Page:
September 15, 2018
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JavaScript Beginner

Introduction to Readable Javascript

Every so often an article crops up with some big list of rules to follow to keep your code readable - It's something everyone seems to want, but any time it is mentioned, a bloodbath accompanies it in the comments from people who disagree on how to do it.

As a coding beginner, you eventually realise that you do need to make your code readable – people who write the clear, readable code are the ones that get hired, and the ones other developers like working alongside.

Rather than pass down a big list of rules that you must follow or else, I have attempted to distil advice about readable code into a series of guidelines and rules-of-thumb for you to follow, and steadily build on as you grow.

Why should we make code readable?

An important reason we try to make code readable is to reduce cognitive load - or how much focus we need to maintain to work with it.

Contrary to what you might think when you're learning to write code, most of the time working in the industry is spent reading code – It is often much harder than merely writing it yourself.

For developers, focus is one of the base currencies we deal with aside from time, caffeine, and money. Being able to keep your code elegant and readable is paramount to a code base you enjoy working on.

Keep it simple

A core tenet of readable code is to keep your code simple – Fair warning though, this is far easier said than done. It requires understanding the nuances of the problem and being able to craft a concise solution that deals with all the edge cases.

This kind of solution usually comes with experience with the problem – The best thing to do is to write a shitty solution first, and while it's still fresh in your mind, simplify it.

Tell people what you're doing

Making code readable means we want to let people know what's going on. The simplest way of doing this to tell them directly. In code, this comes in two forms: Comments, and the code itself.

Consider the following code example (and I admit it's a little contrived):

function m(a) {
	return a >= 0 ? a << 2 : -(a << 2);
}

This function looks complex, so it's probably doing something important. Here is the full list:

  1. Return the absolute value of a * 4

I bet you didn't guess that.

Surprisingly, this function is very straightforward – But why does it look so complex? Because it doesn't give any hints about what it's trying to do.

  1. function s . We could use absMultiplyBy4 - You could strip it to multiplyBy4 but that may cause confusion when we start getting absolute values back
  2. a tells us nothing. Only by knowing what the function is doing can we tell that it's supposed to be a number. Since this is a mathematical equation, it's hard to provide something exceptionally meaningful, but we can at least hint at the type of variable we expect – num or val would be much better.
  3. Our intention is to multiply by 4. Using a * 4 over a << 2 is much clearer, since we are relying on elementary arithmetic instead of obscure binary arithmetic.
  4. We're returning the absolute value in a strange way. num >= 0 ? num : -num is a completely correct way to return an absolute number, but there is the standard library Math.abs to do it for us, and it's far more descriptive.
function absMultiplyBy4(num) {
	return Math.abs(num * 4);
}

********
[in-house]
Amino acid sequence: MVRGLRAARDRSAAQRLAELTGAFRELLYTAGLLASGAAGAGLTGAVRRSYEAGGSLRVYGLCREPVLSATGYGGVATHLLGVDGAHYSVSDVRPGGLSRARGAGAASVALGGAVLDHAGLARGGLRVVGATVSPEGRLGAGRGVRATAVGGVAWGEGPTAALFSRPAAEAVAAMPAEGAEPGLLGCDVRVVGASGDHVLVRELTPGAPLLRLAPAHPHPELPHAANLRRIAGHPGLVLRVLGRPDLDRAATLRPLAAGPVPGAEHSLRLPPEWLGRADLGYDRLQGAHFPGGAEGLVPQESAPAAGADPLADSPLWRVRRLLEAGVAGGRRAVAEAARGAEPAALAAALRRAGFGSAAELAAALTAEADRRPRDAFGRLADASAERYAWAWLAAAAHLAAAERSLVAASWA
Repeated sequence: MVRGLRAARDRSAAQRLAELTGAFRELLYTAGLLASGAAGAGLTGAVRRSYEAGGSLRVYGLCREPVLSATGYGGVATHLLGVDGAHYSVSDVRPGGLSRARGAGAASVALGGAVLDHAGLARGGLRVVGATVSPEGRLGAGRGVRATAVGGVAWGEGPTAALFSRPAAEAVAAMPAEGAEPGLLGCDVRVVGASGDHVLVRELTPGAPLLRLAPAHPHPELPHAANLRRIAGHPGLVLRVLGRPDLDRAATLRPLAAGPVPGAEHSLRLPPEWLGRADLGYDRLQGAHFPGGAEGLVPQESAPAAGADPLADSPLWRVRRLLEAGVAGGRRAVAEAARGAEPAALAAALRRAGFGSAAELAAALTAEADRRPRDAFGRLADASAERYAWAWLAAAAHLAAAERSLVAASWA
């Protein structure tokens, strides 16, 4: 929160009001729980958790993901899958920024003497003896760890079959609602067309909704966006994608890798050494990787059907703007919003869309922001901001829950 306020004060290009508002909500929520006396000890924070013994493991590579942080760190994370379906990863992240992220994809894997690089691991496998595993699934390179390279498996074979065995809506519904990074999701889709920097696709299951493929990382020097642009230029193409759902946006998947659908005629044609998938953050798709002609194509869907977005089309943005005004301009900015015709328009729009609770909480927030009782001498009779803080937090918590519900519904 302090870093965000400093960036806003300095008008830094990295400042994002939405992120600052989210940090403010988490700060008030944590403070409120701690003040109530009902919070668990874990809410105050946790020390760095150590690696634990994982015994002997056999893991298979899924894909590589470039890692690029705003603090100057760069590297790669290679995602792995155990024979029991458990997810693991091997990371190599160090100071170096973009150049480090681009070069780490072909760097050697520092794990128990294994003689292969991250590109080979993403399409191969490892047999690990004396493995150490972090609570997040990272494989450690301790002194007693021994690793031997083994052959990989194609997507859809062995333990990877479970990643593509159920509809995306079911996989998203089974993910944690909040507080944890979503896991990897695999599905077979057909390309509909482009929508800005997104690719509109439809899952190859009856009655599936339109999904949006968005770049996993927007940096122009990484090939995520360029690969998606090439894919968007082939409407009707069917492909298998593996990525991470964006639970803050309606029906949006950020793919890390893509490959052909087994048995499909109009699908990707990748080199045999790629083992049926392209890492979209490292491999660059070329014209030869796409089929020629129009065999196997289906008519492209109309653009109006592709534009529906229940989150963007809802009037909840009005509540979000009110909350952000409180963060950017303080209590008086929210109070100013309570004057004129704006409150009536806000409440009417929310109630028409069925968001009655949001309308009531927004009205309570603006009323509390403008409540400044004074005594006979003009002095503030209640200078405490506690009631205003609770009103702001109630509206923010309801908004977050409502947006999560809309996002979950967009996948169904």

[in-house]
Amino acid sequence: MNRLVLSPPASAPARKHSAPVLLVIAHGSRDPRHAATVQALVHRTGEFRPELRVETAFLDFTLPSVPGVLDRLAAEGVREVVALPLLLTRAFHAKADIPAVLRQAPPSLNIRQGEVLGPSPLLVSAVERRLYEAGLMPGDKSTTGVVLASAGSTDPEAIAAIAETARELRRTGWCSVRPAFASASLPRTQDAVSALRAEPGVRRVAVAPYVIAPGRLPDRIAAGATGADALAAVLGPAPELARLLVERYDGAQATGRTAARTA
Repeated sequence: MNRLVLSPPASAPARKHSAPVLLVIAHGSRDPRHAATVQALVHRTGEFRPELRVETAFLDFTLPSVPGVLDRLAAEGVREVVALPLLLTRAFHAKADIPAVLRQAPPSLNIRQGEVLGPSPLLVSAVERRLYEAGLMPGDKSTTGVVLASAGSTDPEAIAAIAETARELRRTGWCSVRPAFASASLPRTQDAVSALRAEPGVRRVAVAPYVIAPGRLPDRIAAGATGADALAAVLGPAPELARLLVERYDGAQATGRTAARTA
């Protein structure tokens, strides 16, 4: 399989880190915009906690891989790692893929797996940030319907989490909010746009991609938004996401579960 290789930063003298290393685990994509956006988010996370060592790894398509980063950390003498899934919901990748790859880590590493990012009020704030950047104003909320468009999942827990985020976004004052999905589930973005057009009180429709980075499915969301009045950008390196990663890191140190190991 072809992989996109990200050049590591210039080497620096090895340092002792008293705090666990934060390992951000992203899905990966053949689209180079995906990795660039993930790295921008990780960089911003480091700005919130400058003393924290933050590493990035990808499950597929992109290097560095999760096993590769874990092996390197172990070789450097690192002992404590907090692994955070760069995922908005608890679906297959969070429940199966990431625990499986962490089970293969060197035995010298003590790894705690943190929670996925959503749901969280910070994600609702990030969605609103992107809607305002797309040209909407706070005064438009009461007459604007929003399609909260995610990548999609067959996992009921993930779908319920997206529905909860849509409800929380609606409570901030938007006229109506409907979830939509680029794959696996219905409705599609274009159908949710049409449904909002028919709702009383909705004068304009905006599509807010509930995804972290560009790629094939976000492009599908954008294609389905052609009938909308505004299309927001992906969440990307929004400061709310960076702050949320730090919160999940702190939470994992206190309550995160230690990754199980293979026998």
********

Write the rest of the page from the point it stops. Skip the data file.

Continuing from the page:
This is far more obvious.

Keep a consistent style

This is one piece of advice that you'll see everywhere, but I'm going to reiterate it here for completeness: Use a style guide. It doesn't really matter which one. If you don't know where to start, I would recommend giving the AirBnB Style Guide a read - it may not suit you perfectly, but it's a good starting point to work from.

The reason we use style guides is again to reduce the cognitive code of reading your code. It's hard enough to work out what code is doing without also having to work out what the hell is going on with the code style.

Even if you have no intention of using one, a style guide is well worth a read if you're starting out - it can introduce you to aspects of the language you had no idea existed.

In a professional setting, you'll often encounter linters like ESLint which check your code for style and consistency, and even clean it up for you. I'd definitely recommend you use these tools, but it's still a good idea to write style-conforming code instead of relying too heavily on them to clean up your mess.

The final point I want to make on style guides is what to do when you're working on a piece of code that doesn't conform to the style guide you're using – The correct thing to do in almost every circumstance is to maintain the style of the surrounding code. If you want to update the code to use the style guide, you should do it all at once.

Keep away from magic

An extension of "Tell people what you're doing" is to avoid magic in your codes - For those of you who aren't familiar with magic numbers and strings, they are values littered throughout your code, but it's unclear what they are for, or how similar values are related.

Think about this for a second:

$(elem).css({
	'padding': '15px',
	'margin-left': '-15px',
	'top': '15px',
});

Now I tell you that I want to change the padding from 15px to 20px. What other values do you need to change to account for that?

The answer is that you don't actually know. Any of those 15px values could be related to the padding – It's unclear (as you haven't told us what you're doing).

Now look at this:

const PADDING = 15; //px
const TOP = 15; //px

$(elem).css({
	'padding': PADDING + 'px',
	'margin-left': -PADDING + 'px',
	'top': TOP + 'px',
});

Keep your code focussed